# A little knowledge can make the next step harder

Suppose you have a fill-in-the-unknowns puzzle, like Sudoku. Can making some deductions and filling in those parts of the puzzle make the whole thing harder to solve than it was before you started? Sometimes, yes!

I have in mind human-style puzzle-deduction rules, where you see a piece of the puzzle that matches some pattern and use that to deduce what one of the unknowns should be. And by “harder” I mean that a puzzle that was previously possible to solve by some set of deduction rules, after the deduction, stopped being possible for those rules to solve. Of course this is possible if you have a bad set of deduction rules. But normally, at least for the kinds of patterns I think about when solving puzzles, if a pattern matches in a partially completed puzzle, then it or a simplification of it will continue to match no matter how I fill in more of the unknowns. Most of the deduction pattern that I use are monotonic, in this sense. If you had a collection of patterns that was not monotonic, you could add all ways of partially filling them in to your collection, and get a better set of patterns, right?

Wrong! There can be valid deduction patterns for which this extension to monotonic sets would produce invalid patterns. I’m pretty sure this can happen in Sudoku, actually, but the example I have in mind comes from a different puzzle game I’ve been playing lately, part of Simon Tatham’s puzzle collection, where it’s called “map”. It’s based on the problem of precoloring extension: you’re given a partially 4-colored planar map, and you have to fill in the rest of the colors. And it’s trivially NP-complete, by a reduction from planar 3-coloring (augment a 3-coloring instance by extra vertices of the fourth color, preventing any of the given instance vertices from having that color) but the puzzles usually presented by the puzzle app are solvable by hand, even when they’re large and at the highest of its levels of difficulty.

If that were all, then I think all deduction rules could be made monotonic. But I’m going to tell you one more thing about the puzzle, and this one thing makes it non-monotonic. It is that, like Sudoku, every puzzle has a unique solution. And like Sudoku, the assumption of uniqueness leads to new deduction rules. You can infer that certain regions have to have certain colors, because if they could be colored anything else then there would be more than one solution.

To see how this works, suppose I had a map like the one shown below (where the white squares have not yet been colored, and I’m only showing a small piece of a larger puzzle):

There’s a pocket of uncolored squares extending into the colored region on the left. If I colored the square at the mouth of the pocket yellow, the inner square of the puzzle would be ambiguous: it has only yellow and blue neighbors, so it could be either red or black.

To prevent this ambiguity, the square at the mouth of the pocket must be black. And to force it to be black, the square one step beyond the mouth must be yellow. So from the initial state and the assumption of a unique solution, it’s possible to infer the colors of three previously-blank squares:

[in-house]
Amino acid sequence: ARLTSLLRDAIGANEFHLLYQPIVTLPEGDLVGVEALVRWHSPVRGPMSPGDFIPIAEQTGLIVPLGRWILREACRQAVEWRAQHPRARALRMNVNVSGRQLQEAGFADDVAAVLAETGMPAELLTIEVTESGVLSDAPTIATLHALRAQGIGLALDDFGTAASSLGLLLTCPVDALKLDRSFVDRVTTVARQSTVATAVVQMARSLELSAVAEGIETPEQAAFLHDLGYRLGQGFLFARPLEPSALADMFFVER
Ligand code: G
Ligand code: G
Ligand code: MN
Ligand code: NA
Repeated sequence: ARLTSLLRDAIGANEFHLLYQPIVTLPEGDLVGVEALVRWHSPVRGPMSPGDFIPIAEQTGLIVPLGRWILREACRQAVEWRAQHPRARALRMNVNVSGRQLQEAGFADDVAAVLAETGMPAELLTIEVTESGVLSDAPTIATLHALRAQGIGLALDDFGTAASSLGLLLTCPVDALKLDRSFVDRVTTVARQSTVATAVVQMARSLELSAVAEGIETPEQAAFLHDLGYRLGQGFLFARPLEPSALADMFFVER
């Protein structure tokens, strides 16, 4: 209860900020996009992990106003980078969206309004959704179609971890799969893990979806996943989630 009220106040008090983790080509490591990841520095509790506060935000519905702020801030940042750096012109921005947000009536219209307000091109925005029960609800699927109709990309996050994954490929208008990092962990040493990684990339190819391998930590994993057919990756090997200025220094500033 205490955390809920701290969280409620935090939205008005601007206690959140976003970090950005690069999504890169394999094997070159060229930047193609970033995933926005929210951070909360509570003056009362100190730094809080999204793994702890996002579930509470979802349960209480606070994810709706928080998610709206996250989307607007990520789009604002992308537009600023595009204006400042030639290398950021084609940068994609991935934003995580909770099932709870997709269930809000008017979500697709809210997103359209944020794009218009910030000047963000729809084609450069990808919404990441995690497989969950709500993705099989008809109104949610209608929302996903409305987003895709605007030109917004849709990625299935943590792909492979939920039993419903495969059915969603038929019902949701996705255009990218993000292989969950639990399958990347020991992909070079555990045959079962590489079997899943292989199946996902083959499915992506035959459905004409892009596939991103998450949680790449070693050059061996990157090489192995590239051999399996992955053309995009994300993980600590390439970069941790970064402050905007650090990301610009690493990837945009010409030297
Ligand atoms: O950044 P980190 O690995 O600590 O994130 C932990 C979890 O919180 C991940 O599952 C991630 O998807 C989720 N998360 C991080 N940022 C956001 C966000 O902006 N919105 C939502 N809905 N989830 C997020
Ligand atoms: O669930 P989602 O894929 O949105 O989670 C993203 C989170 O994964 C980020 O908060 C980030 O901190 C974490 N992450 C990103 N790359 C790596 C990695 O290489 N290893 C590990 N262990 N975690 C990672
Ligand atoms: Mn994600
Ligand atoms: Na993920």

But if I have multiple rules at hand, it’s natural for me to try the weaker and easier ones first. Suppose I had done this, and used a weaker inference rule telling me that the square at the mouth was black.

Or suppose I had used a rule that produced the valid (but even weaker) inference that the inner square must be red.

Now I can’t use my strong inference rule and color the outer squares! I’ve lost the information about why I colored the inner pocket squares the way I did, and so I’ve lost the ability to make deductions about how the outer squares should be colored to avoid ambiguities. It would not be a valid pattern to see a puzzle in these states and deduce the color of the remaining squares associated with the pocket. So the extension from my initial (valid) rule, which filled in all three squares when they were all blank, to a monotonic rule that fills in the partially-filled-in pocket in the same way, would be invalid. Of course, if the puzzle solution was unique before, it must still be unique after partially filling in the pocket. But with fewer squares colored, my deductive abilities might not be up to the task of reasoning from the remaining parts of the puzzle to its unique solution.

For the same reason, I might not actually want to color yellow the square beyond the mouth, forgetting why it needs to be yellow. Because what I can infer from the initial state is not merely that it should be colored yellow: it’s that the three outer neighbors of this square must have a permutation of the three other colors, so that this square is forced to be yellow, so that the rest of the pocket will have an unambiguous coloring.

I think what this means is that my knowledge representation (consisting only of blank or filled-in puzzle regions) is inadequate. In practice, I actually use a more complex knowledge representation where (either in my head or with markers provided in the puzzle app) I keep track of which colors are still available for the blank regions, but it’s still inadequate, in the same way. It’s not clear to me what the right knowledge representation is, to allow me to keep track of chains of inferences like “one of these squares must be red to prevent this square from becoming yellow to prevent its neighbor from becoming ambiguous” without the complexity of what I remember for each square blowing up to non-constant.